It's hard not to start playing BioShock 2 without thinking about it as one of the most unnecessary sequels in gaming. It is easy, however, once playing has begun to recognize it as a very promising game.
Lop the boss battle off of the original BioShock and the 2007 game would seem to be just about perfect. It was a novel dive into a failed Objectivist utopia called Rapture. It was a philosophical exploration of free will played as a first-person shooter designed to accommodate a player's tactical ingenuity. It introduced one of the great and weird new relationships in video games, the life-force/Adam-draining Little Sisters and their monstrously powerful protectors, the Big Daddys.
And aside from that final boss battle, BioShock ended well enough that nothing could improve it, not the addition of a 2 at the end of the title, not the tacking on of multiplayer and certainly not the opening title screen that credits twice as many studios for the sequel (four, none of which are the series' founding studio, 2K Boston).
I have, however, returned to Rapture, with the help of 2K Marin, 2K Australia, 2K China and Digital Extremes. I have played BioShock 2's single player campaign through its prologue and first full level, and I am both impressed and pleased. Dare I write this, but the new game has improved elements of the first.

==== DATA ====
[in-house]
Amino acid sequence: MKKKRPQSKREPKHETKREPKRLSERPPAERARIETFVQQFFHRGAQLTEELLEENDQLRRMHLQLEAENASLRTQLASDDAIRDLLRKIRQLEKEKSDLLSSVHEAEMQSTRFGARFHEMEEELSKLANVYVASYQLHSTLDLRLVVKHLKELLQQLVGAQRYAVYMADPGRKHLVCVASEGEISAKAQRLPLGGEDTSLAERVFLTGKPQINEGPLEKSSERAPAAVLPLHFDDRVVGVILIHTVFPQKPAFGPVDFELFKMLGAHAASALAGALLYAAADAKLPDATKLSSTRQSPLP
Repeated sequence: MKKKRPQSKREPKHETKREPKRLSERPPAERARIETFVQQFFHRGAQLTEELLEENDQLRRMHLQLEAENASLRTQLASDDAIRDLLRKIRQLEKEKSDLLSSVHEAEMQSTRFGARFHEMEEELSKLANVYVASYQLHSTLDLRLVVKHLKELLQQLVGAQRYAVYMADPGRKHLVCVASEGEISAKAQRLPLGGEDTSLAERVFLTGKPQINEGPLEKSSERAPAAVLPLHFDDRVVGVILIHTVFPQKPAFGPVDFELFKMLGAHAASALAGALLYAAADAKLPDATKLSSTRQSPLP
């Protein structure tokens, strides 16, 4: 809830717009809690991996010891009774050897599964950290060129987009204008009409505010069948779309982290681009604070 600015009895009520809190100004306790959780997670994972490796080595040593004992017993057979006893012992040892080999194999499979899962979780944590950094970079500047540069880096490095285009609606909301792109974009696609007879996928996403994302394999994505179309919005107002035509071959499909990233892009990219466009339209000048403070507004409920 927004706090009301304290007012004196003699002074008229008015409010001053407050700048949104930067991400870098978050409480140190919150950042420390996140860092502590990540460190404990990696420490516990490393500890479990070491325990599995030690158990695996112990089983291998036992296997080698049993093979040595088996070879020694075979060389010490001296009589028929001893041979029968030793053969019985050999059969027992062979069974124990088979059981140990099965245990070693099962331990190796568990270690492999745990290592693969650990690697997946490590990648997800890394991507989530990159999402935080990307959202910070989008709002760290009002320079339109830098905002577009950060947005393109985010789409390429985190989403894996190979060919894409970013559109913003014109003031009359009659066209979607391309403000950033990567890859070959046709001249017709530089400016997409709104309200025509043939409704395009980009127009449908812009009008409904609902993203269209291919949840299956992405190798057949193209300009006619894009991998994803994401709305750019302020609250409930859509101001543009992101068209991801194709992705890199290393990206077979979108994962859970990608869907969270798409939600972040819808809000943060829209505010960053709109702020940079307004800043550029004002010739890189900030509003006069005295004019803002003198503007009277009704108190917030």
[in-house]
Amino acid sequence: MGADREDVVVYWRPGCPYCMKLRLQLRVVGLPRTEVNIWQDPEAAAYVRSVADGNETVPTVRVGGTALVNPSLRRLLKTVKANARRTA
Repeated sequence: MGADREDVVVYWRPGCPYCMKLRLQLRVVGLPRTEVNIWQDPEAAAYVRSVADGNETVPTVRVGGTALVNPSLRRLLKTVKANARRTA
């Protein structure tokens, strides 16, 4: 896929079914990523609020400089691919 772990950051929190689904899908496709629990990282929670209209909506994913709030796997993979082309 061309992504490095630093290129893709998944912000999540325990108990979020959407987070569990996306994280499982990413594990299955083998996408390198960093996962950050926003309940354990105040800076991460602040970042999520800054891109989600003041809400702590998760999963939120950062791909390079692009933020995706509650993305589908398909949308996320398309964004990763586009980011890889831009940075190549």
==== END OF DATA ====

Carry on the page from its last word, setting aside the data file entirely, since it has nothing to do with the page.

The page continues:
BioShock 2, in its preview form, does not start with the elegance and magic of the first game. There is no scene-setting plane crash, swim through sinking, blazing wreckage nor an elevator ride down to an Art Deco paradise gone wrong on the sea floor. There is instead an abrupt awakening, a look into a reflecting pool that confirms, that, yes, I will be playing this game as a Big Daddy. And then, swiftly, there's combat. It is less artful, and it continued my worry, though that worry would soon end.
Jarring though the beginning of BioShock 2 may be, it is more with the gradual awakened clearing of the eyes that Rapture is revealed as a better-looking place this time. Outside the windows, the sea is now blue instead of green, its waters more clear and the sea-life around it more abundant and vivid. Graphical improvements are, I remembered as I began playing, a reasonable expectation even in the successor to something that was so good.